President Joe Biden is poised to invoke as soon as this week Cold War powers to encourage domestic production of critical minerals for electric-vehicle and other types of batteries, according to people familiar with the matter.
The White House is discussing adding battery materials to the list of items covered by the 1950 Defense Production Act, the same authority wielded by Harry Truman to make steel for the Korean War and Donald Trump to spur mask production to tackle the coronavirus pandemic, said the people, who requested anonymity as the details are not yet public.
Shares of MP Materials Corp., the sole U.S. company that produces rare earth metals needed for electric vehicles, and Lithium Americas Corp., which runs a project in Nevada, surged on news of the administration’s plans. Piedmont Lithium Inc., which runs a project in North Carolina, erased losses, rising as much as 6%.
Adding minerals like lithium, nickel, graphite, cobalt and manganese to the list could help mining companies access $750 million under the Defense Production Act’s Title III fund, the people said. The move also could aid recycling of battery materials, one of the people said.
Instead of loans or direct purchases for minerals, the directive would fund production at current operations, productivity and safety upgrades, and feasibility studies, the person said. In addition to EV batteries, the directive also would apply to large-capacity batteries.
The decision to invoke the DPA, which could come as soon as Thursday, isn’t final and the timing could shift, according to one of the people.
Administration officials are working to ensure production will occur under strong environmental and labor standards, one of the people familiar said. Amid concerns from critics, including some Democratic members of Congress, aides are taking steps to make sure the presidential actions won’t skirt environmental reviews or permit regulations, the person said.
Several departments, including Energy and Interior, will oversee the effort, the person said.
The directive also would pave the way for Congress to allocate more resources to the effort, said Ben Steinberg, co-chair of the critical infrastructure group at D.C. lobbying firm Venn Strategies.
“The president’s signature is a big signal, but it’s incumbent on the Congress to appropriate dollars that are commensurate with the challenge,” Steinberg said. Funding available through the DPA is a “small piggy bank” considering it must cover sectors from aerospace and defense to the automotive industry, he said.
The Biden administration already has allocated vast amounts -- including $6 billion as part of the infrastructure bill -- aimed at developing a U.S. battery supply chain and weaning the auto industry off its reliance on China, the leading producer of lithium-ion cells. Energy independence advocates have also pushed the administration to focus further upstream on mining and on minerals processing, a key step in the EV sector that’s also largely dominated by China.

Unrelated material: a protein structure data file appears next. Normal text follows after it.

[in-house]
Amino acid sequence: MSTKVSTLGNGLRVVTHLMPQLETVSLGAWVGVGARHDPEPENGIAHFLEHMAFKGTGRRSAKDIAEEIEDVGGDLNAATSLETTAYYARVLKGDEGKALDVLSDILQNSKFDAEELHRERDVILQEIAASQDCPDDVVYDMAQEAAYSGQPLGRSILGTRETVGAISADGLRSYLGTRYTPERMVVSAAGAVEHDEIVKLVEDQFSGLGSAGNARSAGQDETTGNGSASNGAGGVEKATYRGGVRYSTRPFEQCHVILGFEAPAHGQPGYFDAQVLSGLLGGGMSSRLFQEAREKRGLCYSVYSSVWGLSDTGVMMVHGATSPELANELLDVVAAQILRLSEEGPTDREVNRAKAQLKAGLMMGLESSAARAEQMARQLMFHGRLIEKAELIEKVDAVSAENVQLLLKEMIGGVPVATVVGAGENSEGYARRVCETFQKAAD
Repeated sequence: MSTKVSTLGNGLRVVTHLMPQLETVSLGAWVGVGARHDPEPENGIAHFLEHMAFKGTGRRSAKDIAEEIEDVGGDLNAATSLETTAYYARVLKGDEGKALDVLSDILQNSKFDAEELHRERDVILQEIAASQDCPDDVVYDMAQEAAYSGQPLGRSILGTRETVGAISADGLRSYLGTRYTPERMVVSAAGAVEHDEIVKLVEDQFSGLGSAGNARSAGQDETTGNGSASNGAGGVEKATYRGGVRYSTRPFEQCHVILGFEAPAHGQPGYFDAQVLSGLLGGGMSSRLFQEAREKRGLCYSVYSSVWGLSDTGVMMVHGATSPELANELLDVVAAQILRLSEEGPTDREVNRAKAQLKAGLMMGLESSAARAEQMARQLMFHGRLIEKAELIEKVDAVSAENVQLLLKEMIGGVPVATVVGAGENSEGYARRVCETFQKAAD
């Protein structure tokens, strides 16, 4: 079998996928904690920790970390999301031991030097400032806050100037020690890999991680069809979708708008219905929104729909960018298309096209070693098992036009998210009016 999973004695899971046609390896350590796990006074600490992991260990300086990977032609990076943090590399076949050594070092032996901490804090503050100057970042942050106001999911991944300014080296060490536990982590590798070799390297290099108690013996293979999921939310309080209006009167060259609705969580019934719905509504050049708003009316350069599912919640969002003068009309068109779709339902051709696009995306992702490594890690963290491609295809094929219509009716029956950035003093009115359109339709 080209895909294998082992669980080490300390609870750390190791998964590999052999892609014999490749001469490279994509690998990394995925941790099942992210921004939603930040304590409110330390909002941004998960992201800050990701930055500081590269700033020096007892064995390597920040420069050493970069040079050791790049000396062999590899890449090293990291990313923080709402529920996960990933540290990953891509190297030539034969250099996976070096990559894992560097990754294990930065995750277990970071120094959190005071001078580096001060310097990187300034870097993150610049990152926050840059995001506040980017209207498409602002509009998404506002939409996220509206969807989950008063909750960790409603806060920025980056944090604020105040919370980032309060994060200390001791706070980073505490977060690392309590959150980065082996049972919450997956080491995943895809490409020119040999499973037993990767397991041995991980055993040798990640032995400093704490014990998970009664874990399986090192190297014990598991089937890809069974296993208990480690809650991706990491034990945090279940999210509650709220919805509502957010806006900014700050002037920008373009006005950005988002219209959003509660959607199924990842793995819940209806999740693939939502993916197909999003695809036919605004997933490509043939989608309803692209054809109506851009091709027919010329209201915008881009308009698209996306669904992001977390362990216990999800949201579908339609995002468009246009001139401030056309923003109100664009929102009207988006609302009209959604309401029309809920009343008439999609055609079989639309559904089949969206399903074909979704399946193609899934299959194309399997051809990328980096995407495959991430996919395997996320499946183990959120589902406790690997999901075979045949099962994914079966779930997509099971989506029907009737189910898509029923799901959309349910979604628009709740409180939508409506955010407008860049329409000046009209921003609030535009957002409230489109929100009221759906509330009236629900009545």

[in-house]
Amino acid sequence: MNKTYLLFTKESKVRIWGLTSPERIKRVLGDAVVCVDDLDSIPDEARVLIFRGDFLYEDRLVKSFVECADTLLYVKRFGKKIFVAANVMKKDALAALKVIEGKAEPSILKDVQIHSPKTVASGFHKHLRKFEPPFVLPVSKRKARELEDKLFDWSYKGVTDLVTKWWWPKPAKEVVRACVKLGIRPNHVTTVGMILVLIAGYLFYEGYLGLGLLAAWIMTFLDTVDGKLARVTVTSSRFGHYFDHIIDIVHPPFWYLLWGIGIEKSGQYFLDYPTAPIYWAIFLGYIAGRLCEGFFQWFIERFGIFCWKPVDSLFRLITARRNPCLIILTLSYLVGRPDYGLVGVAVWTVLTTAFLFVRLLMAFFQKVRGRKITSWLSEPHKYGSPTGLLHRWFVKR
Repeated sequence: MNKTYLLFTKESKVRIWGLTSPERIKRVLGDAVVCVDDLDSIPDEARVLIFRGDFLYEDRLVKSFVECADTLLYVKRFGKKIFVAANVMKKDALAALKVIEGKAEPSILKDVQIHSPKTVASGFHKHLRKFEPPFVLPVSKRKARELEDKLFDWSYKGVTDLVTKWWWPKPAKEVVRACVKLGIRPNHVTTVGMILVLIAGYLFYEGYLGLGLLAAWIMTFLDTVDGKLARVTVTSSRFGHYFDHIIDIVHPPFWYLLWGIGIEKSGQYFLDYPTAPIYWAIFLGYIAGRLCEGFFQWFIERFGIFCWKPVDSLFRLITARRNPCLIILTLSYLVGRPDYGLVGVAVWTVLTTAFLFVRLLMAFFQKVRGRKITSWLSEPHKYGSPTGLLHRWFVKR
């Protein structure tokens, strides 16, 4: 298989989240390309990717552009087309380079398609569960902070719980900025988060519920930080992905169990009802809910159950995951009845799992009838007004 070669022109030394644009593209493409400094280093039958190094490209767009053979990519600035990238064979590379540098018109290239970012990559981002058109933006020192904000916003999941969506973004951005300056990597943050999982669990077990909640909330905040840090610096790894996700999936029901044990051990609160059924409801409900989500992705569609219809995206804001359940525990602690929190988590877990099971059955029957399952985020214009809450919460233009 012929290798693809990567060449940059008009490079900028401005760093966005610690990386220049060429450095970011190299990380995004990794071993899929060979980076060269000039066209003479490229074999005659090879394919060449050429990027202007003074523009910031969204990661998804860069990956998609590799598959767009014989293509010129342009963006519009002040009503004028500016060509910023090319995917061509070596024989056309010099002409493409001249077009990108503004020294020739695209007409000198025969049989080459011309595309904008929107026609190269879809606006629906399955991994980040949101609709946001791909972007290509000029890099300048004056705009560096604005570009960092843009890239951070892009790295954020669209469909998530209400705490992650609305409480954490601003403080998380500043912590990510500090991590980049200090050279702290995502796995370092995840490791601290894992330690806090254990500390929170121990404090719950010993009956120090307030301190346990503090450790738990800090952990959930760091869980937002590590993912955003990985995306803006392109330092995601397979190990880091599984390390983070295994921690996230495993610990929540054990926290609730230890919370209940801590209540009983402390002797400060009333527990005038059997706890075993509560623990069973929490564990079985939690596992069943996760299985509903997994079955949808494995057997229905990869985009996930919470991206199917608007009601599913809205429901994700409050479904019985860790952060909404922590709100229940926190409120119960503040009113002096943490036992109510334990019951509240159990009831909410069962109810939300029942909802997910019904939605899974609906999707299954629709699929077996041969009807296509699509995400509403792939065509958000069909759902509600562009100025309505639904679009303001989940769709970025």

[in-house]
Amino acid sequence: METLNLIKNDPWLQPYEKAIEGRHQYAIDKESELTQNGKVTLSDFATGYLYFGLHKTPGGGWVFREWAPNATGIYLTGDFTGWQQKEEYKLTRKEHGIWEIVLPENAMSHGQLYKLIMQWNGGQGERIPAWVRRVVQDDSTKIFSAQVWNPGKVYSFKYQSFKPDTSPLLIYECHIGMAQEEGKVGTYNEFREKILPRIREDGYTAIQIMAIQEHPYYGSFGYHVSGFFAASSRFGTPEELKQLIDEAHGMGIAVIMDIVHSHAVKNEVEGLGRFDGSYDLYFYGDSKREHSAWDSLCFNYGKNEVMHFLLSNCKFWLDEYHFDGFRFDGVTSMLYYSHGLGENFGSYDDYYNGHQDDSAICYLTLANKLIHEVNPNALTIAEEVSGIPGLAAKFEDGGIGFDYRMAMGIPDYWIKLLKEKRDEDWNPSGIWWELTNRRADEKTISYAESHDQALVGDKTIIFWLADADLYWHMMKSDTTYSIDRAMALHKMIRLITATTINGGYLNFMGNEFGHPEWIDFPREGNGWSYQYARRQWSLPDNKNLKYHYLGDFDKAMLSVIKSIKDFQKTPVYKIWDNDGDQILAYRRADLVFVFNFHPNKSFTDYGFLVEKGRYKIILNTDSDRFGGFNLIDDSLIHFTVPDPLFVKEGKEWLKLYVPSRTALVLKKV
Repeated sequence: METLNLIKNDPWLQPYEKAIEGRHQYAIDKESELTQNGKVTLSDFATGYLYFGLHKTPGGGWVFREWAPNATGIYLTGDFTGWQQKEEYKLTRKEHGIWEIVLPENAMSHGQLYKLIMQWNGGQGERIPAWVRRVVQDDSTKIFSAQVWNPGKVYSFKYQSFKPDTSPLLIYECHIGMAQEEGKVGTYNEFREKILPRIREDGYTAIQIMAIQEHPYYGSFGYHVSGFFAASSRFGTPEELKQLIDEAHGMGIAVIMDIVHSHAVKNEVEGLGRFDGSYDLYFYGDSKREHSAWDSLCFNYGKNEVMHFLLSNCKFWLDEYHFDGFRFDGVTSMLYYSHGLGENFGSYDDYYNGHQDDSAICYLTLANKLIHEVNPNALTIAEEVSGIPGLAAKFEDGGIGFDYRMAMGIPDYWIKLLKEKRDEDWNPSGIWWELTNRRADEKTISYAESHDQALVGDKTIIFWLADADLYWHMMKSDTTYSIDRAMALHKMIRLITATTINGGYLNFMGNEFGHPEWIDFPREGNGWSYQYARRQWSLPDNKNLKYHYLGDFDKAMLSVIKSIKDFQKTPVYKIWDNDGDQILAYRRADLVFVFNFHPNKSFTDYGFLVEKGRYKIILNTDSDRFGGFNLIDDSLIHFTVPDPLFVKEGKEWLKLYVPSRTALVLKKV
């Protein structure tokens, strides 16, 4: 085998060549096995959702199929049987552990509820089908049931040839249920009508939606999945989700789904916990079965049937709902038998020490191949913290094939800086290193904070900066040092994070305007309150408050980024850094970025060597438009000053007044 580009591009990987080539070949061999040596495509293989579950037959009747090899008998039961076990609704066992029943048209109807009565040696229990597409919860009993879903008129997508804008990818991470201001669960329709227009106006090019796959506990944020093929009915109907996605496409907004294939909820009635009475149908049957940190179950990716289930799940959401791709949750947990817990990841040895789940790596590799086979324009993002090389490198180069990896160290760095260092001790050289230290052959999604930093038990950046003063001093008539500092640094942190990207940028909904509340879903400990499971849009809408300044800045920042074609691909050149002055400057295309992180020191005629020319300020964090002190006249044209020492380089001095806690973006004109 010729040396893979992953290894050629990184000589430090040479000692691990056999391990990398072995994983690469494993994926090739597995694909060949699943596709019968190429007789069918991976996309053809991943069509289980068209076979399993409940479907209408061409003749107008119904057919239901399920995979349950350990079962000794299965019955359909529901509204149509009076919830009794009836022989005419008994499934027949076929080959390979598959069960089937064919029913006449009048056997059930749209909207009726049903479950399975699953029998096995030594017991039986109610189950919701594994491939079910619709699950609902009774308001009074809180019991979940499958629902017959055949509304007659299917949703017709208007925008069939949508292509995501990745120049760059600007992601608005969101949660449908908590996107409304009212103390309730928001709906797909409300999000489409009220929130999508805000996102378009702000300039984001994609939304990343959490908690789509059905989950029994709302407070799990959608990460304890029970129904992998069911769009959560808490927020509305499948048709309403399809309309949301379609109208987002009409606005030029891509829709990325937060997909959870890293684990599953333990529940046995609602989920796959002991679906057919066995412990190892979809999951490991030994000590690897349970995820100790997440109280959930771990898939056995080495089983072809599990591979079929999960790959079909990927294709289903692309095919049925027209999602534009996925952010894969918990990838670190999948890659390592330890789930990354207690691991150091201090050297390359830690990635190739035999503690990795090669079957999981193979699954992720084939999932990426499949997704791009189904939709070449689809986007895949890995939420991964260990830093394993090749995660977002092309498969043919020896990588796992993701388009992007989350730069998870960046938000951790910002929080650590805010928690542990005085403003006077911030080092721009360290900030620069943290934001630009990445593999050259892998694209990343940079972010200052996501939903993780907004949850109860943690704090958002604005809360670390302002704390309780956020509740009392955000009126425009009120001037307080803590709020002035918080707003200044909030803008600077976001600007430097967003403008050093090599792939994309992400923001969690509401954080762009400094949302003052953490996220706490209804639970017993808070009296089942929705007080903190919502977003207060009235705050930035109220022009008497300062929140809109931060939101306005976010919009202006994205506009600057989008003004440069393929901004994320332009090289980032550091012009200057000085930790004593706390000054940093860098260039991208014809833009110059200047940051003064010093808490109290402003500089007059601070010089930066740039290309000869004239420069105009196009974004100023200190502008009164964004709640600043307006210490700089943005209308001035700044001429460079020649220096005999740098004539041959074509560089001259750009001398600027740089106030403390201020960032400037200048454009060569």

The number of mineral commodities, excluding fuels, for which the U.S. is reliant on imports for more than a quarter of demand has jumped to 58 products from 21 in 1954, the White House said in a July report on the nation’s supply chains.
Prices of battery minerals like nickel, lithium and cobalt have surged this year in the face of swelling global EV demand, supply chain disruptions and Russia’s invasion of Ukraine, which sent nickel prices soaring. The price swings are helping drive inflation while underscoring the U.S. industry’s vulnerability as it transitions to clean energy.
The move would serve as a sort of political olive branch to the mining industry, which feels it has been shunned amid the Biden administration’s push to embrace the green energy transition and on-shoring of domestic production capabilities.
While DPA would provide easier funding access to elevate battery metal projects, it does not speed up the permitting process to get mines approved.
Climate change advocates, environmental groups and indigenous groups have been vocal about the dirty hazards of mining, including its impacts on water supplies and nearby communities. A year ago, the U.S. Agriculture Department ordered the Forest Service to rescind two documents that finalized a land swap involving Native American land in Arizona that would have become North America’s largest copper mine.
Copper is largely seen as the most critical metal by volume needed to power electric vehicles and the energy transition. The decision last year to block the Resolution copper mine had followed vocal opposition from the local San Carlos Apache tribe that said the mine was located on a sacred and holy place.